THE BLOG

Keep Quiet About Your Diet

16/08/2017 13:49
AnaBGD via Getty Images

Around this time last year I went to a yoga retreat in which the breakfast provided was cereal, fruit and yoghurt. As I was happily pouring out my bowl of granola a voice behind me started talking to (or at) me, telling me how they "would never eat cereal as it's full of refined sugar/ it will turn into fat and settle on your waist/ it's so unhealthy and bad for you", before talking about how she'd pretty much given up every single food group there is barr vegetables. This got to me for two reasons: firstly, I was recovering from an eating disorder and was trying to drum into my head that no food is good, bad or "naughty." Secondly, cereal had been one of my major fear foods and it had not been too long since I had started to allow myself to eat it again. Thankfully, I was far enough along in my recovery for it not to trigger me into a relapse. However, it did make me seethe inside. How dare someone comment on something as personal as the food I eat. She had no idea about my past, my body, my personal preferences. And even though at first I felt a lot of anger towards her, later on in the week when she sat on the beach watching my friends and I eat pizza and drink wine whilst she drunk her lettuce smoothie, I realised that I actually felt sorry for her.

Because that is exactly what I used to do - watch people around me eat pasta and cereal and sugar and make comments about what they should be doing, or making myself a salad whilst my family ate a takeaway together. My obsession with clean eating made me miserable and, to be honest, I wasn't a whole lot of fun to be around, as a lot of the words coming out of my mouth were diet related - whether that be the next big food trend, diet hacks, or healthy food swaps (c'mon lets face it - courgetti just cannot replace real spaghetti).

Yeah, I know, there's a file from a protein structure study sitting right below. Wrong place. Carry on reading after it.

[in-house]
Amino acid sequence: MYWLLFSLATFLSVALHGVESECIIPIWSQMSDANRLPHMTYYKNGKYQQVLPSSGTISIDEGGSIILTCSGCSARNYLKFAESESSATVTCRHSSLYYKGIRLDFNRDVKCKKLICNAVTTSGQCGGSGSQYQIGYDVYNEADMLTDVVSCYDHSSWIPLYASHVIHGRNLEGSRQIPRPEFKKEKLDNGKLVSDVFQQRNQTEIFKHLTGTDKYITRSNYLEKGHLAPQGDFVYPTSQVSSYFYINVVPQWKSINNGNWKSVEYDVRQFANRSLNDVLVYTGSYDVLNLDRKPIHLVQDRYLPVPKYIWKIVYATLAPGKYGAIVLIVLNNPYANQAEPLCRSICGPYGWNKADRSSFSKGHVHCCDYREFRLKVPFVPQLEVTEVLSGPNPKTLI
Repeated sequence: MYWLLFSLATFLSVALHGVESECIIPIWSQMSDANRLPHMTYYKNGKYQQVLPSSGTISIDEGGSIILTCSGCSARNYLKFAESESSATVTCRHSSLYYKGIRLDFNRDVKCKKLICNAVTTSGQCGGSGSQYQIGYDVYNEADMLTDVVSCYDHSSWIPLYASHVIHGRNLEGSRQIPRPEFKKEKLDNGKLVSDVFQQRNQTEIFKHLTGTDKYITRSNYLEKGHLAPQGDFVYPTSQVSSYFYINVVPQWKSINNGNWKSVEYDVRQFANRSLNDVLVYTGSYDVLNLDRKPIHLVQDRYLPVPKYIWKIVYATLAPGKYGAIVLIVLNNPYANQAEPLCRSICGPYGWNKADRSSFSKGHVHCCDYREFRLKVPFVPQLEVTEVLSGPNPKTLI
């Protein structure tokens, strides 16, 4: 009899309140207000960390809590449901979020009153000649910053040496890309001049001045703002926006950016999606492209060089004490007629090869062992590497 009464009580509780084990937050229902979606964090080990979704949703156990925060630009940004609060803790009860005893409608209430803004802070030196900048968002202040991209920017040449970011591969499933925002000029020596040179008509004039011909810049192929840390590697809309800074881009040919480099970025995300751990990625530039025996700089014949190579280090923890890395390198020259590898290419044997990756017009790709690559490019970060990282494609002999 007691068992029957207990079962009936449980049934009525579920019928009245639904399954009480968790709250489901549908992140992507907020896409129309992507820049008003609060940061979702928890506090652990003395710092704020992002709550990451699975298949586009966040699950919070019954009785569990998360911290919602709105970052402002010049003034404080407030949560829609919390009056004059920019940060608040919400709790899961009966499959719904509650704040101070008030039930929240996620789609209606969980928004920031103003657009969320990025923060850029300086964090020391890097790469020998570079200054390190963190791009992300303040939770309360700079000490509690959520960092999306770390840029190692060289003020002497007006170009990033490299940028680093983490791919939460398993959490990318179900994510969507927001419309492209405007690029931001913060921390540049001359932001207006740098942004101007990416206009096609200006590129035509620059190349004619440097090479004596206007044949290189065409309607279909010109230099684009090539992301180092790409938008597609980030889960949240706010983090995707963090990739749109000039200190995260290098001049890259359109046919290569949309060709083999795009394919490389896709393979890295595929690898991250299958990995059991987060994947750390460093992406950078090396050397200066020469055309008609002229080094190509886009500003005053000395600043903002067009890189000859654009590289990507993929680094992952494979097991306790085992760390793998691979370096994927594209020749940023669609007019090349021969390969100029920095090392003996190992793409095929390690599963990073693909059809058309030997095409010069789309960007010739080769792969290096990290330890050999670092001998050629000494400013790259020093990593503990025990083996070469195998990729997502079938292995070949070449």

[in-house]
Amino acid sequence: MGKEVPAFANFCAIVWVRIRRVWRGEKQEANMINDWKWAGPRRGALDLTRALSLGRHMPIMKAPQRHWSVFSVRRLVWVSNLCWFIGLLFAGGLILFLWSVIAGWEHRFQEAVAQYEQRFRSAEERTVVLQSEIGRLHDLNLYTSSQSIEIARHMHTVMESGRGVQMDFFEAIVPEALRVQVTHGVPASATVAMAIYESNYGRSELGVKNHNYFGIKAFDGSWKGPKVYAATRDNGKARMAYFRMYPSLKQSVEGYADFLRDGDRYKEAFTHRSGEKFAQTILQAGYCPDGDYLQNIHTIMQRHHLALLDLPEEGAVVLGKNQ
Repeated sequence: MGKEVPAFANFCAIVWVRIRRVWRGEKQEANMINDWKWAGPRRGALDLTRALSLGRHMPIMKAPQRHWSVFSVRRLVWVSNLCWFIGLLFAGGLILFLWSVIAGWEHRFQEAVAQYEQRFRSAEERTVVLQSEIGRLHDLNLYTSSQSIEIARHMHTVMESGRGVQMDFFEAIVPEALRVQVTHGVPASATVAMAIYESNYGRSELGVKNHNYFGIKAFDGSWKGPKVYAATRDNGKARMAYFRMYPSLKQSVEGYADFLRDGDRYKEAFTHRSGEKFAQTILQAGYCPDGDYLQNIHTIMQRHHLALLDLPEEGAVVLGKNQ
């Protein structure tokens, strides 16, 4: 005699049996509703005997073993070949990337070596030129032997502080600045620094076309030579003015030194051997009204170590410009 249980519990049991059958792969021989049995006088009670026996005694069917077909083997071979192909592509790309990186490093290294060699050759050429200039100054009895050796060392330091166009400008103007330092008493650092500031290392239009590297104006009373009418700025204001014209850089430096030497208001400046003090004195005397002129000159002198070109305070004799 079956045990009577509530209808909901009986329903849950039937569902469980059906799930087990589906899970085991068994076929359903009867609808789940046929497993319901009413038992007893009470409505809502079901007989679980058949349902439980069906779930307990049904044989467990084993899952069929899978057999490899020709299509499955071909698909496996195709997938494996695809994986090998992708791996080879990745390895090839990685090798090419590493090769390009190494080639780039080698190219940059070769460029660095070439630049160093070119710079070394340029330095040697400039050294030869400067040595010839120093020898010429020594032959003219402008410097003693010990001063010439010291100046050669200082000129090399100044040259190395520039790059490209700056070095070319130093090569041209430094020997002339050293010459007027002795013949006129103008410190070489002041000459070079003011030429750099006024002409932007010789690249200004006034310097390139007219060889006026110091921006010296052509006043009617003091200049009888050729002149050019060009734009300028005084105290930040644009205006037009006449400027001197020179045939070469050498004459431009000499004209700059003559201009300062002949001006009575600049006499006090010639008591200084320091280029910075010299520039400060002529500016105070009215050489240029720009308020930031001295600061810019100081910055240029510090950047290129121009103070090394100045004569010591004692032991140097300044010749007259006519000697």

Unfortunately diet talk is a common conversation in todays society, particularly amongst fat-phobic, weight-loss-obsessed women. Why? Because it's what bonds us as women. Dieting seems to be a right of passage for girls entering womanhood, with two-thirds of us being on a diet most of the time . That's 66% of women spending their lives restricting, obsessing over food, trusting a calorie counting app more than their own body and putting all their energy into something that research has shown time and time again DOES. NOT. WORK.

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(image is authors own)

Even though I scream about the pitfalls of dieting from the rooftops (well, social media - same thing), I have lost count of the amount of times people have engaged in diet focused conversations with me. In all honestly, for around 80% of these conversations I either completely zone out or find a way to get away. A few weeks ago I was talking to a lady who pointed to her non-existent love handles and taut stomach and said how she needed to clean up her diet to get rid of the fat (that was not there). She then went into excruciating detail about how she was going to go about doing this, with a kind of self-righteous attitude about her, as if she was superior to me because of the food choices she was making. In this day and age, it's not cool to listen to your hunger and fullness signals - it's cool to be paleo, or ketogenic or sugar free. Intuitive eating (y'know, the way we were actually born to eat) sadly seems to have taken a backseat.

Okay, so it's cool if it works for you. But my problem is when people start imposing it on others. When phrases come up in the conversation such as "you shouldn't eat sugar, it makes you gain weight" or "you really don't need that many carbs". There are a multitude of reasons why you should never push your diet on others; firstly, you don't know their past with food. They may be in, or have come out of, a restrictive eating disorder, and you talking about your diet/weight loss could trigger them into a relapse. Secondly, health does not look the same on everyone. What may be a healthy lifestyle and/or weight for you, might be the complete opposite to someone else. How you choose to live your life is so, so personal, and no other person has the right to comment. Thirdly, and this is the most important: talking about diets is downright boring. SURELY we have more important things to be discussing than ways to restrict our food intake and manipulate our bodies? World affairs? Politics? Feminism? Game of Thrones?

So the take away messages are as follows: shaming others for their dietary choices is not okay, talking about diets makes you flat (and I'm not talking about your stomach), just because you call it a "lifestyle" doesn't take away from the fact you're still restricting your food, and courgetti/cauliflower rice/butternut squaffles will never beat the real thing. Ever.

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